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Wednesday, January 14, 1998 Published at 17:24 GMT



Sport

Drug scandal team should go, says coach
image: [ Wang Luna has been thrown out of the championship after failing a drugs test ]
Wang Luna has been thrown out of the championship after failing a drugs test

Australia's head swimming coach has called for the whole Chinese team to be thrown out of the world championships and their medals handed back after a new drug scandal.

Don Talbot made the remarks following an announcement by the sport's ruling body Fina, that four more Chinese swimmers had tested positive to a banned substance.

Three women - Wang Luna, Cai Huijue, Zhang Yi - and the male swimmer, Wang Wei, tested positive for the banned diuretic, Triamterene, an agent sometimes used to mask the use of steroids.

Fina say the four athletes have been suspended and will take no further part in the world championships, which finish on Sunday.


[ image: Yuan Yuan has been banned for four years]
Yuan Yuan has been banned for four years
The announcement coincided with news that breaststroker Yuan Yuan and her coach, Zhou Zhewen, have been banned from competitive swimming for smuggling human growth hormones into Australia en route to the Perth competition.

Yuan is suspended for four years from January 8 this year and Zhewen starts a 15-year ban from the same date.

Don Talbot said the latest positive tests showed Chinese denials of systematic doping were "lies".

Fina says it has suspended the four, but because the tests indicated a masking agent rather than steroids it did not invoke the rule allowing it to ban an entire nation. That could happen if four of its swimmers test positive for steroid use within a 12 month period.

Talbot said he was furious that the whole team had not been banned, saying: "Whether it applies to steroids only or masking agents, they're only words to me - I'm not a chemist," he said.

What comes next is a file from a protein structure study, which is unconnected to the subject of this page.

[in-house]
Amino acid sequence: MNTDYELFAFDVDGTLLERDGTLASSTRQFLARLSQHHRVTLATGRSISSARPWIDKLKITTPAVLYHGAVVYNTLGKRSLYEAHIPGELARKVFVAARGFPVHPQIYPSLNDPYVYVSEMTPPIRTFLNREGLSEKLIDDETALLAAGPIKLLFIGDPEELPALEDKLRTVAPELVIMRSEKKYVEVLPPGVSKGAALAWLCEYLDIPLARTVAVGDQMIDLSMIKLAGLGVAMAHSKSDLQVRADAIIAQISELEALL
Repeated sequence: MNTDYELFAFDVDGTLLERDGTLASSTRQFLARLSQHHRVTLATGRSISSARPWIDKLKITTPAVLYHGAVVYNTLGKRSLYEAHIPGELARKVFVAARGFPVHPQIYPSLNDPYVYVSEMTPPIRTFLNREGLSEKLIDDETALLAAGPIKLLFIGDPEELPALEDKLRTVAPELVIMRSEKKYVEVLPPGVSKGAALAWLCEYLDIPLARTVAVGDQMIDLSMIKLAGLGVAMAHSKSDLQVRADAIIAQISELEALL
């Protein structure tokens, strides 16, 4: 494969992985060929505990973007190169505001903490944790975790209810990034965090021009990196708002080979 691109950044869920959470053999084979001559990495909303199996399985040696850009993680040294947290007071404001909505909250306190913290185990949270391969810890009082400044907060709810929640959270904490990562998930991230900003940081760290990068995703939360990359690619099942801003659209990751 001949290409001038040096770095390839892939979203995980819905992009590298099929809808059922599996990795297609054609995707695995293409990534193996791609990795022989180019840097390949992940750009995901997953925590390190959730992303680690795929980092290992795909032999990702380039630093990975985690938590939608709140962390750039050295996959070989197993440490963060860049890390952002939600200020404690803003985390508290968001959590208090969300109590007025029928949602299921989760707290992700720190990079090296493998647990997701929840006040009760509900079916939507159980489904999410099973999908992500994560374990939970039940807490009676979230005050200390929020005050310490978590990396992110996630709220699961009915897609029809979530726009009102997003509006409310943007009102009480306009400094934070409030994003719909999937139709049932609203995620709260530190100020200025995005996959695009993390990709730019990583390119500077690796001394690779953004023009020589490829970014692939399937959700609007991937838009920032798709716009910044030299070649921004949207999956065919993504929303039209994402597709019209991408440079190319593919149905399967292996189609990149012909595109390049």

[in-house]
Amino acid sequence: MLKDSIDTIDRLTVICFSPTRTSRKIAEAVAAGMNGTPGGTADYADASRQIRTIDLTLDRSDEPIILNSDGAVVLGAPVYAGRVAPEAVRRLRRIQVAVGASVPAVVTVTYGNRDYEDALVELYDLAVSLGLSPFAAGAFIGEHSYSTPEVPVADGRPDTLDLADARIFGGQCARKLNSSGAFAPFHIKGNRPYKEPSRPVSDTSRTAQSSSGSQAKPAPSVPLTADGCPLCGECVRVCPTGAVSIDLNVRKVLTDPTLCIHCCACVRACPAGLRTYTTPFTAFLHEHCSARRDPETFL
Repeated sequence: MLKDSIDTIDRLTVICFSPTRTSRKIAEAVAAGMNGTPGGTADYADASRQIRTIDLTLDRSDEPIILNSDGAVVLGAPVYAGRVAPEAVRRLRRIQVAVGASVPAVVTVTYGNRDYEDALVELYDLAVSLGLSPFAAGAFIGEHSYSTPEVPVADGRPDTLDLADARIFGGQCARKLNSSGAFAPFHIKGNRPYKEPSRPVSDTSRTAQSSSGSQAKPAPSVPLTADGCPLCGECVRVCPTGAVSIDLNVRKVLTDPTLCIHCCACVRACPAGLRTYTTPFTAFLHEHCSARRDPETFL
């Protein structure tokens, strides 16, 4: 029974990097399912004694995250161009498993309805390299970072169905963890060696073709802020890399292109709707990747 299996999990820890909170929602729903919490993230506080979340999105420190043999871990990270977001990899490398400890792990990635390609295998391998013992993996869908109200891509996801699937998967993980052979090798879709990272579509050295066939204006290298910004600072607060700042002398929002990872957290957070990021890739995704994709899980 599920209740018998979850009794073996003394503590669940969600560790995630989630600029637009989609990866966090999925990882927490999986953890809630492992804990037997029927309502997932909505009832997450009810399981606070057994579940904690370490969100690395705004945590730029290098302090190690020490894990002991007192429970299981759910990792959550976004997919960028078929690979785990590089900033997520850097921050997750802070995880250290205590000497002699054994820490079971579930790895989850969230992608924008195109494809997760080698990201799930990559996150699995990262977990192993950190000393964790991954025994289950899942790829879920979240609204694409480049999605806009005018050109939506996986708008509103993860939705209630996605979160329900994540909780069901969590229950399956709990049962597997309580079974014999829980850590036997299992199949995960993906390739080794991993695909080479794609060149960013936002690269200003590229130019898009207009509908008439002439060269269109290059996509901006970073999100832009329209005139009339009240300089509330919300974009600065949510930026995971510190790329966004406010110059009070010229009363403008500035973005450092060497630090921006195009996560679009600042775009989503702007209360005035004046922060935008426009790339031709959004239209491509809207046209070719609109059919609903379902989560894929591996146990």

"The rule is there and it should be used. I personally feel that the Chinese should not be able to compete further in this meet. The Chinese people, by and for their own rule, they're finished.

"The rule is there and Fina should apply it, not make exceptions. If the rule is not workable then rescind it."


The BBC's Gordon Farquhar reports from Perth (1'06")
Wang Luna, 17, was the world's second fastest 200-metre freestyler last year. Wei Wang, 16, and Zhang Yi, 17, were third and fourth in the world in 100-metre breaststroke; and Cai Huijue, 17, was fifth fastest in the 100-metre butterfly.

Nine-time Olympic gold medallist, Mark Spitz, another strong critic of Chinese swimming, said: "I think it's pretty predictable. Fina made the rule, they must enforce it. It's up to them now to show what is below their belt."

David Gerrard, a leading sports medicine doctor and a member of Fina's Medical Commitee overseeing testing at these championships, said of the latest furore: "Diuretics are taken to release fluid - they are not a performance-enhancing drug - but have been included on the banned list for health reasons and for their implications in masking steroid use.

"They enable the body to pass more urine more quickly and in so doing it's thought you can accelerate the body's ability to rid itself of a drug."

Gerrard said there was no sound medical or clinical reason for a healthy athlete to be taking diuretics.

US team spokesperson, Charlie Tischler, said the positive tests, along with China's 23 previous failures in the 1990s, pointed to systematic abuse.

"There's a lot of evidence that points to a widespread drug problem," Tischler said.
 





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